Journal of Chromatography B (v.877, #4)
Editorial Board (i).
A combined solid phase extraction/capillary gel electrophoresis method for the determination of phosphorothioate oligodeoxynucleotides in biological fluids, tissues and feces by Li-Xia Wu; Dan-Dan Lu; Zhe Zhou; Hong-Yan Zhang; Yu-Lin Zhang; Sheng-Qi Wang (361-368).
A novel biological sample clean-up procedure has been developed for the determination of phosphorothioate oligodeoxynucleotides (PS-ODNs) and derived metabolites in biological fluids (plasma, urine and bile) and in tissues and feces from mice and rats. This method uses a one-step C18 solid-phase extraction (SPE) for biological matrix removal, and it uses capillary gel electrophoresis (CGE) for analyte detection. The assay is specific, and its linearity is superb (r > 0.99) for IV-AS (a 13-mer PS-ODN) and PS19 (a 19-mer PS-ODN) in a variety of biological matrices. For both IV-AS and PS19, the precision, accuracy and absolute recovery values were found to be <20%, ±20% and 80–120%, respectively. The LODs of IV-AS and PS19 were 0.6 mg/l for plasma, 0.8 mg/l for rat urine and bile, 6 μg/g for rat tissues, and 10 μg/g for rat feces, with a signal-to-noise ratio of 3 (S/N = 3). This method has been successfully applied to the analysis and quantitation of PS-ODNs in various biological samples arising from preclinical pharmacokinetic studies.
Keywords: Phosphorothioate oligodeoxynucleotides; Solid-phase extraction; CGE;
Development and validation of an LC–MS/MS method for the quantification of ephedrines in urine by K. Deventer; O.J. Pozo; P. Van Eenoo; F.T. Delbeke (369-374).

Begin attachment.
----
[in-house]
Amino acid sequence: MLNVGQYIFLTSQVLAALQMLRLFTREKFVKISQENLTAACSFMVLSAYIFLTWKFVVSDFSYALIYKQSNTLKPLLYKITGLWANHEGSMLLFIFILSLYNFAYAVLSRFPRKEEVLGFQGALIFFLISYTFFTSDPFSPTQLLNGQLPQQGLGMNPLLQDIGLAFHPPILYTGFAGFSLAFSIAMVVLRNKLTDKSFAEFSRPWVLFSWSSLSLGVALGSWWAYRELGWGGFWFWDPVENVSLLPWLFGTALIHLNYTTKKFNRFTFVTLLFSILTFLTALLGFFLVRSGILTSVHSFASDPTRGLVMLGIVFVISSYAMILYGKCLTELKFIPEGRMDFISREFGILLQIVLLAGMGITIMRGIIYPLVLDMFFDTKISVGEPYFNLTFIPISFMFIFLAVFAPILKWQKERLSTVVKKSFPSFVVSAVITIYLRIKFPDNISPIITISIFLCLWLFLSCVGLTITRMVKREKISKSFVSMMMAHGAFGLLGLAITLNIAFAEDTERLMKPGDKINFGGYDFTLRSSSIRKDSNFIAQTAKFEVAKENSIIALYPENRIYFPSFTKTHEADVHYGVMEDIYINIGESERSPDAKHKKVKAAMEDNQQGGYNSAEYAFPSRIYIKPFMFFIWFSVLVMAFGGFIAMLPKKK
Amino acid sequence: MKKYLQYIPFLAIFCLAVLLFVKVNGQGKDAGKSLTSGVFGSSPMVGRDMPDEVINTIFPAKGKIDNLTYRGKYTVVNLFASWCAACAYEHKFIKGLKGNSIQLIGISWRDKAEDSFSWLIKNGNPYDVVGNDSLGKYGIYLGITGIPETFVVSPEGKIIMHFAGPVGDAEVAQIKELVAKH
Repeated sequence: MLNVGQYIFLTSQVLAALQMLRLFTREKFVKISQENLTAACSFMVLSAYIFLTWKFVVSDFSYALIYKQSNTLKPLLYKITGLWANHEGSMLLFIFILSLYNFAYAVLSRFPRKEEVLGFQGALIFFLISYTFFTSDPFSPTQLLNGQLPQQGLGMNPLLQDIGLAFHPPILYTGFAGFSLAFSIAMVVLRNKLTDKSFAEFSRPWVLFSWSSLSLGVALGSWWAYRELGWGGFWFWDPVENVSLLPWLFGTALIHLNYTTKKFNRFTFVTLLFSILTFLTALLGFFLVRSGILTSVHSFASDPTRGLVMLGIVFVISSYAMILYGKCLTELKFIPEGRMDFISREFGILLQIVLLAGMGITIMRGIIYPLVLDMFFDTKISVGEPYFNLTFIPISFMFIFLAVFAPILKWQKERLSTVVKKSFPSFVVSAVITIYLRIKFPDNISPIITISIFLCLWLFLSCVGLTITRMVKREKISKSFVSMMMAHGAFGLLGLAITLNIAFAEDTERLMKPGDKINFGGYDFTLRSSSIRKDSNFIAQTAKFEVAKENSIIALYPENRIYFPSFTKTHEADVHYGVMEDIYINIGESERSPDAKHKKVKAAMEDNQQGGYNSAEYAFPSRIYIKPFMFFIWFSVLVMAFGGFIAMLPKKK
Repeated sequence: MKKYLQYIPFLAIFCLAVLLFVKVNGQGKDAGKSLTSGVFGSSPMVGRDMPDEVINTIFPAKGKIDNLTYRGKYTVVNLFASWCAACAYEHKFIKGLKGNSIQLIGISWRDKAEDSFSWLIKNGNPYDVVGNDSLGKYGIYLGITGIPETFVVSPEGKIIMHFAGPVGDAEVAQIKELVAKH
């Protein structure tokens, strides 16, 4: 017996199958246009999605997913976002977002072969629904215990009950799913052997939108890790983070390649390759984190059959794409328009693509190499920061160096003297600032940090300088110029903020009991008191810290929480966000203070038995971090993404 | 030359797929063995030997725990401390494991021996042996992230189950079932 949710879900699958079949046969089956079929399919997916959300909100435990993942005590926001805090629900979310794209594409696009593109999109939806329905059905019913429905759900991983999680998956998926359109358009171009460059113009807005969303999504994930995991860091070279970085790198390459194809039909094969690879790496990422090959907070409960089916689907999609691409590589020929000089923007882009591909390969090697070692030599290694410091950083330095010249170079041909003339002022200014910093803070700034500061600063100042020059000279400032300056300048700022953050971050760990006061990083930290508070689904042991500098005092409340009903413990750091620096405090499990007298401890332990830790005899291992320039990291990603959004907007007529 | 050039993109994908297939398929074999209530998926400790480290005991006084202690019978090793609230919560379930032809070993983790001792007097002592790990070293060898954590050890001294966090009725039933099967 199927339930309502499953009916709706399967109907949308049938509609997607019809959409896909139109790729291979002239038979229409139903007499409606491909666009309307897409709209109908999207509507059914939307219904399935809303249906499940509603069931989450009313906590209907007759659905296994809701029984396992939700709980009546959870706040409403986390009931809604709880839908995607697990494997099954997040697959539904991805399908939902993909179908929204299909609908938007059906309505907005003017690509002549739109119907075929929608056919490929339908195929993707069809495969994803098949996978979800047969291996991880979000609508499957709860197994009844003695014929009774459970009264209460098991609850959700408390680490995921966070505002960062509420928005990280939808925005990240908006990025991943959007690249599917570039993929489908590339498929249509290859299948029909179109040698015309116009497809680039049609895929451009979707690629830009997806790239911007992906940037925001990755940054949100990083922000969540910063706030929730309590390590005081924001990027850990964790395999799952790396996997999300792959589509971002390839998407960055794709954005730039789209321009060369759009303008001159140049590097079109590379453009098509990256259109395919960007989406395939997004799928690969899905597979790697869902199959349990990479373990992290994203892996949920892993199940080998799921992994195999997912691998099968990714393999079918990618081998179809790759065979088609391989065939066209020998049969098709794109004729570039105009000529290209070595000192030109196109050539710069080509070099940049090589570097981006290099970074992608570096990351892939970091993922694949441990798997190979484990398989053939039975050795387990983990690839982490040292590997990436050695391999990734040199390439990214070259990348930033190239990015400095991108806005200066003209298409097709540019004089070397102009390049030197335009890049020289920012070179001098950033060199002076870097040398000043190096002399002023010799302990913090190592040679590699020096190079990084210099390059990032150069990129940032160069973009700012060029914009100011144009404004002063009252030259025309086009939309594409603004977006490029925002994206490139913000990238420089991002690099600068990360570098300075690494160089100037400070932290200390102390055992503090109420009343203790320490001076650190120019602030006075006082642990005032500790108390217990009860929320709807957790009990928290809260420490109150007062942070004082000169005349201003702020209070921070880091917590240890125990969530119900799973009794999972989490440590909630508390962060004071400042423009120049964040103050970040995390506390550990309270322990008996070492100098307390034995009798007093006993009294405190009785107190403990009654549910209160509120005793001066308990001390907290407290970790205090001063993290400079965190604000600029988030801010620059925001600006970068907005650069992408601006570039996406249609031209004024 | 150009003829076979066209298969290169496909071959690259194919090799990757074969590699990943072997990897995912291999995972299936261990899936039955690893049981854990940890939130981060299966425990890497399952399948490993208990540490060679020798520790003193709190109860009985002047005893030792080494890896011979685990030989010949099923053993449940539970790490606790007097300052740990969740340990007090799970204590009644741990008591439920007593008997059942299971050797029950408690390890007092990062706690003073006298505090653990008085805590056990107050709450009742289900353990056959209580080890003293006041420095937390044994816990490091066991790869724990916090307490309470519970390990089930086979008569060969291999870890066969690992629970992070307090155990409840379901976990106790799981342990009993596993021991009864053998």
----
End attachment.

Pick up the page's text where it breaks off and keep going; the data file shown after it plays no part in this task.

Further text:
The objective of this study was to develop a simple and robust LC–MS/MS method for the quantification of ephedrine type substances in urine. Sample preparation consisted of a 10-fold dilution step of the samples into the internal standard solution (ephedrine-d3, 4 μg/mL in water). Baseline separation of the diastereoisomers norpseudoephedrine–norephedrine and ephedrine–pseudoephedrine was performed on a C8-column using isocratic conditions followed by positive electrospray ionisation and tandem mass spectrometric detection. The mobile phase consisted of 98/2 (H2O/ACN) containing 0.1% HAc and 0.01% TFA. Calibration curves were constructed between 2.5 and 10 μg/mL for norephedrine and norpseudoephedrine and 5 and 20 μg/mL for ephedrine, pseudoephedrine and methylephedrine. The bias ranged from −5.5 to 12% for norephedrine, −4.1 to 8.0 % for norpseudoephedrine, 0.3 to 2.1 % for ephedrine, 1.6 to 2.6 % for pseudoephedrine and 2.9 to 5.0 % for methylephedrine. Precision of the method varied between 2.8 and 10.4% for all compounds and the matrix effect was less than 15%. The applicability of the method has been checked by the analysis of 40 urine samples. The results were compared with those obtained with the common GC–NPD method. Results show a good correlation between both methods with correlation coefficients higher than 0.95 for all analytes.
Keywords: Doping; Urine; Ephedrine; Amphetamine; Sport; Mass spectrometry;
Determination of human urinary organophosphate flame retardant metabolites by solid-phase extraction and gas chromatography–tandem mass spectrometry by Birgit Karin Schindler; Katrin Förster; Jürgen Angerer (375-381).
Organophosphorus flame retardants (OPFR), phosphorus triesters, are widely used chemicals with a high share of the worldwide flame retardant market. In animal experiments, dialkyl- and diarylphosphates are the main metabolites of OPFR. Therefore we elaborated a GC–MS/MS-method for the detection of OPFR-metabolites in human urine after solid phase extraction and derivatization with pentafluorobenzylbromide. The limits of detection range from 0.1 to 1 μg/l. Interday imprecision were 2–8%. The applicability of the method is shown by determination of the internal burden of 30 persons of the German general population. OPFR-metabolite concentrations range from <LOD to 27.5 μg/l for bis-(2-chlorethyl)-phosphate and <LOD to 4.1 μg/l for diphenylphosphate. Di-m-cresylphosphate and di-p-cresylphosphate cannot be detected in any of the native urine samples.